“Walking” refers to a type of bass line which uses continuous quarter notes to drive the music forward, usually in conjunction with a drummer’s ride cymbal and/or hi hat cymbal. Walking bass lines set the foundation for a swing groove by creating a strong pulse and a flowing, connected sound.
While advanced level walking lines strive to create linear movement and outline the chord changes, fundamental techniques and skills should be developed fully before moving into harmonic considerations.
The primary function of the line is to groove, provide a good steady pulse, and make the music swing. The notes should be a secondary consideration. For that reason, we will start with the simplest line possible and build from there, focusing on time and feel, first and foremost.
The simplest notes to play, which fulfill the primary role of a walking bass line, are the roots of the chords. Roots played in quarter notes through a chord progression tell everyone the harmonic foundation of a tune.
First, you’ll need to know the names of the notes. The diagram below shows the locations and names of the notes in the 1st position on a bass guitar, or ½ and 1st positions for the upright bass. For example, the E string is the bottom horizontal line, and notes move higher in pitch as they move to the right on each string.
The notation below shows the locations of the first position notes on the bass clef staff. Learning all the notes and how to read them in music notation does not have to be learned all at once, or at first. You can learn them as the song or exercise you’re working on requires them. Also, while reading and sight-reading is a wonderful long term goal, it is not needed to begin playing music.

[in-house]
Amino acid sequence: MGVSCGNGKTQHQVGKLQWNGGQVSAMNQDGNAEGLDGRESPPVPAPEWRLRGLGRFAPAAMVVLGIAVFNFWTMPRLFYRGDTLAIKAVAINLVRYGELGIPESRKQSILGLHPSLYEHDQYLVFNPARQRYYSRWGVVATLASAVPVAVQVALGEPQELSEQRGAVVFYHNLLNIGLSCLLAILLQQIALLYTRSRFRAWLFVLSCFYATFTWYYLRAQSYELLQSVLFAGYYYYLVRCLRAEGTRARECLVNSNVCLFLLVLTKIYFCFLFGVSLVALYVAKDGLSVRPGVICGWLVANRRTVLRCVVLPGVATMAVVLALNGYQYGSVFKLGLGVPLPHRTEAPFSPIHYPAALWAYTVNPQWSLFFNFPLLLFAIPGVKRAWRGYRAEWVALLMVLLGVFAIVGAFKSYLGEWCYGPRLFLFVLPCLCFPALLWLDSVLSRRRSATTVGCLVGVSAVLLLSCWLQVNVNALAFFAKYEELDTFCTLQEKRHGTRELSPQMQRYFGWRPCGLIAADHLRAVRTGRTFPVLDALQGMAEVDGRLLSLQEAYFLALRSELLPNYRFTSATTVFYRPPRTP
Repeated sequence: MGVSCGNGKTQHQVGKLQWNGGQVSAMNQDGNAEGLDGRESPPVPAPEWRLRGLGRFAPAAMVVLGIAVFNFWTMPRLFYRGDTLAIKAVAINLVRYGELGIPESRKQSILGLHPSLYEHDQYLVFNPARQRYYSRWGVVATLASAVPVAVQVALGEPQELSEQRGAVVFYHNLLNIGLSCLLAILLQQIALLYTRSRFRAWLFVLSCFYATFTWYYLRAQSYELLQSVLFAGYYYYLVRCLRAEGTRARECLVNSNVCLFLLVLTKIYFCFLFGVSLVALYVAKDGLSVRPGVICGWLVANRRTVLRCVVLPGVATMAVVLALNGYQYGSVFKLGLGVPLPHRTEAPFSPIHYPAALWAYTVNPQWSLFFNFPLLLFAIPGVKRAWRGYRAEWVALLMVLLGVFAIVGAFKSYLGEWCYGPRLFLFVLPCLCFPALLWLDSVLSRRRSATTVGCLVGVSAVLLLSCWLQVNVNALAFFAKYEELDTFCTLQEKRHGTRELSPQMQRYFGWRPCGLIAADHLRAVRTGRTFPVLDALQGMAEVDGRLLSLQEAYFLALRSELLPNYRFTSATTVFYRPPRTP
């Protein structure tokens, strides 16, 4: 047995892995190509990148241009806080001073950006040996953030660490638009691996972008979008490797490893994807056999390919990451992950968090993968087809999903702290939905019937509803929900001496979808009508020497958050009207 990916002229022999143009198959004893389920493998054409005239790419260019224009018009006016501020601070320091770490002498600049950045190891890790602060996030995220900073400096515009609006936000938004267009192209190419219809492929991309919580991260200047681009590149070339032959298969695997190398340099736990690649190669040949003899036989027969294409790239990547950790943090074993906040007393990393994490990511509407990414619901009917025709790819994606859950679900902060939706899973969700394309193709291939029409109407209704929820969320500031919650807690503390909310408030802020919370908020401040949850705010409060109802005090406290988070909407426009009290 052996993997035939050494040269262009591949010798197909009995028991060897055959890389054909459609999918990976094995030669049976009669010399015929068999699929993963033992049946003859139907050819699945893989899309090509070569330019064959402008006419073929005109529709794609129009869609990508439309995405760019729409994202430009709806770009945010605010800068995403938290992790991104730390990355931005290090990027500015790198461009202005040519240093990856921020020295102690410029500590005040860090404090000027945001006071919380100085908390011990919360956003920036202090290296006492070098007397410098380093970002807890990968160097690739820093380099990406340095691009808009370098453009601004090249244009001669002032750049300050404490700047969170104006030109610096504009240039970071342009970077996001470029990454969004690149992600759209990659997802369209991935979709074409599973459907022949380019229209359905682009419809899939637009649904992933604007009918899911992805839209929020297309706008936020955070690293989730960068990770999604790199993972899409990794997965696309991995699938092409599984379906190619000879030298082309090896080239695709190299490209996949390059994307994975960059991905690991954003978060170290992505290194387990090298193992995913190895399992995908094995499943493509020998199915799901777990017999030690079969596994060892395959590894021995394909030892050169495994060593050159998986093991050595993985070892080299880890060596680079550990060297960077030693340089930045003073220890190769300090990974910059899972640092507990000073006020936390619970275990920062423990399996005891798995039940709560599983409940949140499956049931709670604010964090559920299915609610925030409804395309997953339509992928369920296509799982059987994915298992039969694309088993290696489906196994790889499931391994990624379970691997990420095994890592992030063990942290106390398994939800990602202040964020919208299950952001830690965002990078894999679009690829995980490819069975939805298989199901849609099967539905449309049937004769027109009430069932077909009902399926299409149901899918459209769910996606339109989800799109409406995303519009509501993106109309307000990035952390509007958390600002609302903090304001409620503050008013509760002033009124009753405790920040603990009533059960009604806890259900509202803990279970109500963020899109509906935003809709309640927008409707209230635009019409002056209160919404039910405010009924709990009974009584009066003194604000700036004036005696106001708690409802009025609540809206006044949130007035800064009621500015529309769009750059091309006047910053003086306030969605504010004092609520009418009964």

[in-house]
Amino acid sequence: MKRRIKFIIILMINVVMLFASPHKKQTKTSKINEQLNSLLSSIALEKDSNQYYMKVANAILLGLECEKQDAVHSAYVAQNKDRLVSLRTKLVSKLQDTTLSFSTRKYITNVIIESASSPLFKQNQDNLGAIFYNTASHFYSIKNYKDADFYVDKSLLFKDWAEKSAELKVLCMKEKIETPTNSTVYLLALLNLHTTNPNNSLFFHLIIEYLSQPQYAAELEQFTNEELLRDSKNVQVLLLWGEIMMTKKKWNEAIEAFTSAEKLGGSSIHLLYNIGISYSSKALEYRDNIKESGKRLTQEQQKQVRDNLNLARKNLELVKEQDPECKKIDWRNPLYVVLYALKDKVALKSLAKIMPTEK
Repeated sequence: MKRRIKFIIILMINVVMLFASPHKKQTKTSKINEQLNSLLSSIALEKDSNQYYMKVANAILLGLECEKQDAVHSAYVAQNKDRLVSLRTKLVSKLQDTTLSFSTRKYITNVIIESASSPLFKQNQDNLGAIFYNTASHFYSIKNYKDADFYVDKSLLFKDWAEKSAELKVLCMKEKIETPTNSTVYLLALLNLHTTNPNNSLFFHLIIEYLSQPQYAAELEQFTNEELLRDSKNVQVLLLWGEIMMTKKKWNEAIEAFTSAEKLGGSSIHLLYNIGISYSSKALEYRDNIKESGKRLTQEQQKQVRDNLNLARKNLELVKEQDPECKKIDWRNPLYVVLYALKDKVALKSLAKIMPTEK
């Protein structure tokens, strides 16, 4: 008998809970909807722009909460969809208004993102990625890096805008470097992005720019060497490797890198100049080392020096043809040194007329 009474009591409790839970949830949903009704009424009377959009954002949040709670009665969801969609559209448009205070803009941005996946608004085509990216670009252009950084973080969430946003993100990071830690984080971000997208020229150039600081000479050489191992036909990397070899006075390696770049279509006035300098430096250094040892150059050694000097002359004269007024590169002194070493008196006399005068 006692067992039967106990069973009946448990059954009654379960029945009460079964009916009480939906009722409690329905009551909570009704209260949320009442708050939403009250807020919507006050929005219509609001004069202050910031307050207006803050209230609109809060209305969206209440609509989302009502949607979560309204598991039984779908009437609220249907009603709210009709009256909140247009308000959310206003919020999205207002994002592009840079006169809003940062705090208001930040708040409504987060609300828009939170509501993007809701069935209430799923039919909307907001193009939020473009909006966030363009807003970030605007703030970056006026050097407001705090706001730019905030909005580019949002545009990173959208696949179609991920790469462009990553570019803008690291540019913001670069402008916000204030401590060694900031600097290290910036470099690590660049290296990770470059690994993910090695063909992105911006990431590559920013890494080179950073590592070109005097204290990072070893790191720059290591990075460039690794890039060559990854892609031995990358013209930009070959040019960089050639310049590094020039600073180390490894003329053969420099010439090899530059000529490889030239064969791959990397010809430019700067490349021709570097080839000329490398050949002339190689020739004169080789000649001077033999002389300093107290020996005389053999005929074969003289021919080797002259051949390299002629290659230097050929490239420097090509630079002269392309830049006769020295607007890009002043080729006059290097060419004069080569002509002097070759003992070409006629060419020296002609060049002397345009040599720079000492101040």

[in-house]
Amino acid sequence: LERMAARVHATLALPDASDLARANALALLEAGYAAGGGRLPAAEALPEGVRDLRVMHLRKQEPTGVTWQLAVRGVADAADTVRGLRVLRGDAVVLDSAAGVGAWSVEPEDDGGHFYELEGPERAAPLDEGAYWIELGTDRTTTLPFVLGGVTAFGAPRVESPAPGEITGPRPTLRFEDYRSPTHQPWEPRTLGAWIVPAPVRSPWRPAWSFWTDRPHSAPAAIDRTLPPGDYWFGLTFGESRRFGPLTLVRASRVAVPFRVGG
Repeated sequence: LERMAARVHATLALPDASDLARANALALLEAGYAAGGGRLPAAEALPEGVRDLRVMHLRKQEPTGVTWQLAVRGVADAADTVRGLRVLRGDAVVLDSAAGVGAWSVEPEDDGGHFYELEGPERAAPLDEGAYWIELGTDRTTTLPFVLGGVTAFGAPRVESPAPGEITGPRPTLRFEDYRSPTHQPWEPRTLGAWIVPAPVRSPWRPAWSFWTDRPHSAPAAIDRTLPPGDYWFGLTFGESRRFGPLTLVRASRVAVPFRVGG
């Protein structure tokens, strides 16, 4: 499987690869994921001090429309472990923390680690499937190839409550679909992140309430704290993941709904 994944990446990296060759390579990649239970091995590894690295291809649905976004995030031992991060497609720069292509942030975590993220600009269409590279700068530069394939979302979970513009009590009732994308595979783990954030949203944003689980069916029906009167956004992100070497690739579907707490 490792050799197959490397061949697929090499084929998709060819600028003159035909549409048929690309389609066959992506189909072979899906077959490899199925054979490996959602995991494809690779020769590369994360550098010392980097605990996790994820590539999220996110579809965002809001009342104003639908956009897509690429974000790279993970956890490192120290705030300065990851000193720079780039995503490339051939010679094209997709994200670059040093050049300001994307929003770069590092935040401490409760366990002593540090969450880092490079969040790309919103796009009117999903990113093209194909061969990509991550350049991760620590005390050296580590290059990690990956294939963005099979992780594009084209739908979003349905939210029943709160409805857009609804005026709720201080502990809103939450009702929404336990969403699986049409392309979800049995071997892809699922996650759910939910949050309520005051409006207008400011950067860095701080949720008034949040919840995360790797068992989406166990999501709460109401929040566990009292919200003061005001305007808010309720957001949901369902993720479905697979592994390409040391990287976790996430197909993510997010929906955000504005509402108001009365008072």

We’ll begin with a basic 12-bar blues in the key of C, which will use the notes C, F, and G as the roots of the chords. A simple chord chart, which shows the chords, how long each chord lasts, and what order they are in, is shown below.
The diagonal slashes that appear in some bars indicate continuation of the previously specified chord. Often, slashes will mean “make up your part” based on the chord symbols and the genre you are playing. In this exercise we will be continuing to play the given note in quarter notes so that we will have the following sequence for a basic 12-bar blues in the key of C:
Strive for big, fully connected quarter notes with as little space between them.
Playing only the roots of the chords in quarter notes is a perfectly fine way to accompany a soloist or play with an ensemble. “Different instrumentalists like different sounds on the bass. Some like what we call pedal point…” - Milt Hinton
Playing only the roots of the chords is also a great way to work on providing a good, steady pulse with a good full sound. “Learn how to get a good sound and play the bass in tune, that’s the most important thing you can do” - Ray Brown